Tackling the Data Side of Security Operations
- août 10, 2020
The concept is simple enough. All security systems worth their salt now share a common API architecture, meaning they will all at least accept API requests for data, status, configuration updates, and more. That is a good start, but to overcome the challenge of security domains we need a common hub around which we can consolidate our security operation and incident response activity.
As mentioned earlier, good solutions exist for consolidating security data. Since data is a foundational component of incident response, we see the natural evolution of SIEM platforms moving into the SOAR (Security Orchestration, Automation and Response) space. These solutions already have the data from across the security domains, and adding the capability to generate API calls to other systems unlocks the real potential to escape the complexity trap we find ourselves in.
Palo Alto Networks’ SOAR evolution took a different course, but arrived at similar capabilities as the traditional SIEM vendors. The company took its original strength in network security, expanded into the endpoint space, then the general data collection space, and ultimately combined SIEM and automation technology to create its SOAR offering.
Consolidated SIEM and SOAR platforms offer game-changing potential to Security Operations Centers or SOCs. The disjointed, siloed approach to incident response cannot succeed consistently in large enterprises. Gathering forensics from endpoint solutions, applications, servers, network devices, identity platforms, and elsewhere is painfully manual, yet relatively easy to automate with a SIEM and SOAR platform. Active threat mitigation is more complex to implement, but when using a SOAR platform the problem can be approached in a unified fashion.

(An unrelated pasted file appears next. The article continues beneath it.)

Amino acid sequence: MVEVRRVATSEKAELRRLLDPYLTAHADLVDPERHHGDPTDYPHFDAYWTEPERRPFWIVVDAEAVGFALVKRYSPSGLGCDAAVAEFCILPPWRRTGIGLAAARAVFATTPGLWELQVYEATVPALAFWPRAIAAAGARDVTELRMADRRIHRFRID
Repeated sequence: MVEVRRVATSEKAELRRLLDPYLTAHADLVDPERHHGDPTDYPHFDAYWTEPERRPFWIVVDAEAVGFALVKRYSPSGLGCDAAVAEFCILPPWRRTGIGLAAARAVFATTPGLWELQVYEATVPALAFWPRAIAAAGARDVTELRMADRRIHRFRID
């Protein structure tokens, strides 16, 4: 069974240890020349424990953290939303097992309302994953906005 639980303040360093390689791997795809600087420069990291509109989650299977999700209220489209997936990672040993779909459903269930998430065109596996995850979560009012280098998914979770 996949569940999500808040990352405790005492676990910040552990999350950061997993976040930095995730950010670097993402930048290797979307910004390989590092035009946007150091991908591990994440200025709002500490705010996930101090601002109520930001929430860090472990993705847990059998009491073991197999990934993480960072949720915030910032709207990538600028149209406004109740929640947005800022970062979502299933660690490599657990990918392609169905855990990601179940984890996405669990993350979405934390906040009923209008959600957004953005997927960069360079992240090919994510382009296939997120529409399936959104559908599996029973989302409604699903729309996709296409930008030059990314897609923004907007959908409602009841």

Of course, fancy technology is just shiny (and expensive) baggage if not backed by human intelligence and effort. SIEM and SOAR technology is the ideal platform onto which we can accumulate human intelligence and effort. Patterns exist in the mitigation steps SOCs manually perform. Patterns can be generalized and implemented as security playbooks. Playbooks are enabled with comprehensive security data, which, conveniently, already exists in the integrated SIEM solution. And these playbooks can span across all the security domains from a single platform.
The wide mix of technology that makes up the IT world is what gave us the IT security sub-domain challenge. But today we have technology that can help us clean up the mess. Recognizing the foundational limits of approaching security as disjointed silos, and partnering with someone who can help you combine security, automation, and data expertise, will have a marked effect on your SOC’s effectiveness.
If you missed my first post in this series, then you can see how we got into today’s situation and the challenges that it poses.